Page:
A loss? Ducks have been there before

ANAHEIM, Calif. -- Seriously, folks, the Mighty Ducks want to know what all the concern is about.

So they lost for the first time in the playoffs Monday. So they'll have to deal with the pressure of bouncing back from a playoff loss for the first time since 1999. So they had their so-called Cinderella bubble burst. Is this really the time to question everything this team has done?

"We have lost before, y'know," coach Mike Babcock dead-panned. "We didn't go 82-0."

It's just that they haven't had many losses lately. Anaheim finished the regular season on a 10-3-1-2 roll, among the hottest teams in the NHL, so it really wasn't that surprising that they started the playoffs 6-0.

It wasn't surprising to them, at least.

"We've been a good team for a little while here," veteran Adam Oates said. "This didn't happen overnight."

And so, the Ducks contend, it's not like they're going to fall apart overnight. Yes, facing the Stars on Wednesday after a 2-1 loss in Game 3 of their best-of-seven Western Conference semifinal series will indeed be challenging, but it will be a good kind of challenge.

"We know what went wrong, and we know what we have to improve. And now we have to do it," goalie Jean-Sebastien Giguere said Tuesday. "It's going to be a very fun challenge. It's a game I want to play."

And that goes for his Mighty Ducks teammates, too. Instead of dreading the response, the team was anticipating it. Instead of worrying about Game 4, they were planning for it. When asked if he was curious how the team would respond to the loss, GM Bryan Murray was matter-of-fact.

"I know how our team will respond," Murray said. "I've seen it all year."

He's seen it, in large part, because Babcock is such a student of basic psychology. The first-year coach has broken down the season into 82 "biggest games ever." He's broken the playoffs down not into a six-game winning streak, but into six one-game performances. He has given the Mighty Ducks a goal they can achieve.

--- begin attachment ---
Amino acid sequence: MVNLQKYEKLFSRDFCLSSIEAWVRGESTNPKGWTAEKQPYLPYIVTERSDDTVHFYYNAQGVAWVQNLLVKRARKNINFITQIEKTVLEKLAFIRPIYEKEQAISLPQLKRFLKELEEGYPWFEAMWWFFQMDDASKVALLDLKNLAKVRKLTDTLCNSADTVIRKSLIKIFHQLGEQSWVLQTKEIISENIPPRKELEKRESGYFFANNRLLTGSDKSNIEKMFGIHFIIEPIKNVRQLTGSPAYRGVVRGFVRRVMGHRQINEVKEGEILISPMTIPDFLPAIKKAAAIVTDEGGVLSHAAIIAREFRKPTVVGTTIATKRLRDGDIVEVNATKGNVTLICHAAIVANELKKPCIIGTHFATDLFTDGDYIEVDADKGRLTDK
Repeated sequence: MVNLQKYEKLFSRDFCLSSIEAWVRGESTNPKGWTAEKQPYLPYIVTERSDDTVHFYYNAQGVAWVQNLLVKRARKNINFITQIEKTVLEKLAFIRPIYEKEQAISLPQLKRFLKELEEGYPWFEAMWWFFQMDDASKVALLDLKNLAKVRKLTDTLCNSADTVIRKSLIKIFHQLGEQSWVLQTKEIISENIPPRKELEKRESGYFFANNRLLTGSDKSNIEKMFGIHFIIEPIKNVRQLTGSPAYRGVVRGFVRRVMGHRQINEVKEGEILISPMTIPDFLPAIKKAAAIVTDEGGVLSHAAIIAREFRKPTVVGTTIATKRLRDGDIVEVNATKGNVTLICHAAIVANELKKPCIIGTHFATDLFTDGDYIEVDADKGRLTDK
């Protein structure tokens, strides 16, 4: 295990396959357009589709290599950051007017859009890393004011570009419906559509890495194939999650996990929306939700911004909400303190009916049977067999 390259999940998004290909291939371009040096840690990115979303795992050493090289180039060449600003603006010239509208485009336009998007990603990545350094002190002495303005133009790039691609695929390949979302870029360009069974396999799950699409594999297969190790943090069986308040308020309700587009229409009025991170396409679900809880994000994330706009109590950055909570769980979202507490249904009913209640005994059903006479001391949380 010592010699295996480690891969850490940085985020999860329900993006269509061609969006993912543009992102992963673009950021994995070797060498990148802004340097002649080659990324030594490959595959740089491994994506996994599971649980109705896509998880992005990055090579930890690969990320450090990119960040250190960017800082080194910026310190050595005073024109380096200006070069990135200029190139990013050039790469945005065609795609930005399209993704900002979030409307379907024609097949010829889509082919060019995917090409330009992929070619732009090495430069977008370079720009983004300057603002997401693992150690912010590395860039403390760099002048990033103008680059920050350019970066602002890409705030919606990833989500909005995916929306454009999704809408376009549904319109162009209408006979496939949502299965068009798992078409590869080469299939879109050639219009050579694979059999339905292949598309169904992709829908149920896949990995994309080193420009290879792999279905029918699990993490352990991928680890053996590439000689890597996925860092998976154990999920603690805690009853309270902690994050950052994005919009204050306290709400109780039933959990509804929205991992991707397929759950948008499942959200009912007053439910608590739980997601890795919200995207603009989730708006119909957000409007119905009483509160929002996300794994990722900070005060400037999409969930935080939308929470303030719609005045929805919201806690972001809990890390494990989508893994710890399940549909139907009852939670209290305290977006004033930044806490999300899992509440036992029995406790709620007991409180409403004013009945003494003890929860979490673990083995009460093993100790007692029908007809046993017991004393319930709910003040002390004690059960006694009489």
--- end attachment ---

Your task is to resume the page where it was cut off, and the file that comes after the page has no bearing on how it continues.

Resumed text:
Yes, a portrait of the Stanley Cup hangs in their locker room as a reminder of the bigger picture (and it is a big picture of the Cup), but Babcock won't allow his team to think too far beyond the next step.

He was drawing an analogy on Monday and pointing out that everyone has to have focus in their life. He said that when he's talking to the media at the morning skate, that's the most important thing he has to do at the time. Later, when he goes to lunch with his wife, he said, that's the most important thing he has to do at that time.

"You just have to stay focused on the task at hand," he said.

And the Ducks have done that. Of course, that doesn't mean they can't look back at their previous performances and look forward to improving on them. Veteran Steve Thomas said that, yeah, if you want to try to look at the big picture, maybe the team did buy into its Cinderella story headlines a little bit.

"We've been successful as of late, so it's not hard to think of yourself as the cat's (meow)," Thomas said. "So maybe we got a little bit ahead of ourselves, and now we have to get ourselves back down to earth and do the things that made us successful. It's a learning experience."

The bottom line is they lost 2-1, they had numerous chances to tie the game in the third period, and their goaltender shows no signs of cracking despite an onslaught of Stars' scoring chances. In short, they didn't play at all poorly in the defeat.

Still, after a loss, there is always room to improve.

"I'm satisfied with my game, but there's more that I can do," Giguere said. "There's ways to make stops that sometimes seem impossible to you guys, but there are ways that you can do it. So you have to find a way."

The Ducks plan to find that way Wednesday as they push to take full control of this series. And, to be honest, they say, it's the same attitude they had when they were winning games.

"If you won 30 in a row, you'd still want to get better," Oates said.

It's a philosophy that has carried this team all season.

Mike Heika of the Dallas Morning News is a regular contributor to ESPN.com.